a cheery, harmless way. Absolutely alike in everything 
he did, he was, nevertheless, quite a good actor when his 
personality was fitted. He once said to me : " I have 
often had a desire to play Polonius and The Ghost and 
The Gravedigger in Hamlet. I would have given such 
individuality to each." Now, this was just what he 
could not do, but with " my tongue in my cheek " I 
replied : " Well, why did you not do it, sir, when you 
had the Surrey ? You had the Shakespearean ' ball at 
your feet ' there." Without a moment's hesitation he 
answered : " I should have done so, but for the difficulty 
in finding any one to play Hamlet ! " 

Creswick was the baldest man I ever saw. His head 
was like a misshapen billiard ball, and he wore the very 
wiggiest of black wigs . When the Shakespeare centenary 
was held at Stratford -on -Avon it was considered neces- 
sary to have an actor present who was prominently 
associated with Shakespearean performances, and the 
choice fell on Creswick as the best available at the time. 
After all the big ceremonies, extending over a week, a 
banquet was held under the presidency of Mr. Flowers, 
the Mayor. He was a local brewer of wealth, and had 
taken a foremost part in the movement which culminated 
in such gratifying success. Creswick sat on his right 
hand. The toast of " The Queen " was honoured and 
the " Immortal memory of Shakespeare " drunk in 
respectful silence. And the toast of " The Chairman " 
was proposed in suitable terms. Mr. Flowers rose to 


respond. In the course of his speech he said : " Ladies 
and Gentlemen, — You may well say my life is bound up 
with the town of Stratford -on -Avon. I worship the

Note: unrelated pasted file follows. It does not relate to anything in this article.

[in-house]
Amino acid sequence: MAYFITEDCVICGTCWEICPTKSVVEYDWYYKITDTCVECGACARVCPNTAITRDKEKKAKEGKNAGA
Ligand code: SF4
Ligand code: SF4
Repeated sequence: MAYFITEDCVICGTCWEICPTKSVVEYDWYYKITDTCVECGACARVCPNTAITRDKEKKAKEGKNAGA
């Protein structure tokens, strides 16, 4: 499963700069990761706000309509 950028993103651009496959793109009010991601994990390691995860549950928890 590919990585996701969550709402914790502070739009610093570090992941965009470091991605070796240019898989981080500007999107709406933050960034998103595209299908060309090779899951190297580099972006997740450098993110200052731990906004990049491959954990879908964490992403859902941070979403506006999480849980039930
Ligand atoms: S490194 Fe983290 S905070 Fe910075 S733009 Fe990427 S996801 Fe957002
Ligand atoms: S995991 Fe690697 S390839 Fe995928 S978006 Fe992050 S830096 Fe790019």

memory of Shakespeare and I love the town which gave 
him birth. Nearly all my life has been spent here. 
When I first came to Stratford-on-Avon my hair was as 
raven black as^my old friend Cres wick's here ! " At that 
moment he grabbed Creswick's wig, which came off in 
his hand, disclosing a very bald head, to the discomfiture 
of the wearer and the hilarious mirth of everybody else. 
These were the days of the " Albion," which was 
situated just opposite Drury Lane, and has long since 
disappeared, where many actors, authors, managers, 
and Press men could be seen at supper almost every 
night — Chatterton, Webster, Edmund Falconer, Byron, 
Halliday, George Honey, John Clarke, E. J. Odell, 
J. Comyns Carr, and many others — and many were the 
jokes cracked within its hospitable walls, where the 
supper snacks — grilled bones, Welsh rarebits, etc., etc. — 
were of the very best ; and the cellar, too, was excellent ! 
The seats were in boxes like old-fashioned church pews, 
nor could it be said you quite had your own way there. 
The head waiter (one Pauncefort) had an amusing habit 
of saying : " What you want, sir, is so-and-so," and you 
rather resigned yourself to the idea that he knew best — 
sometimes, perhaps, he did. Several clubs also existed 
where actors congregated which have all passed away. 
" The Temple " in Norfolk Street, Strand ; " The Unity " 
in Holywell Street, Strand — long since demolished by 
the Strand improvements — and especially " The Junior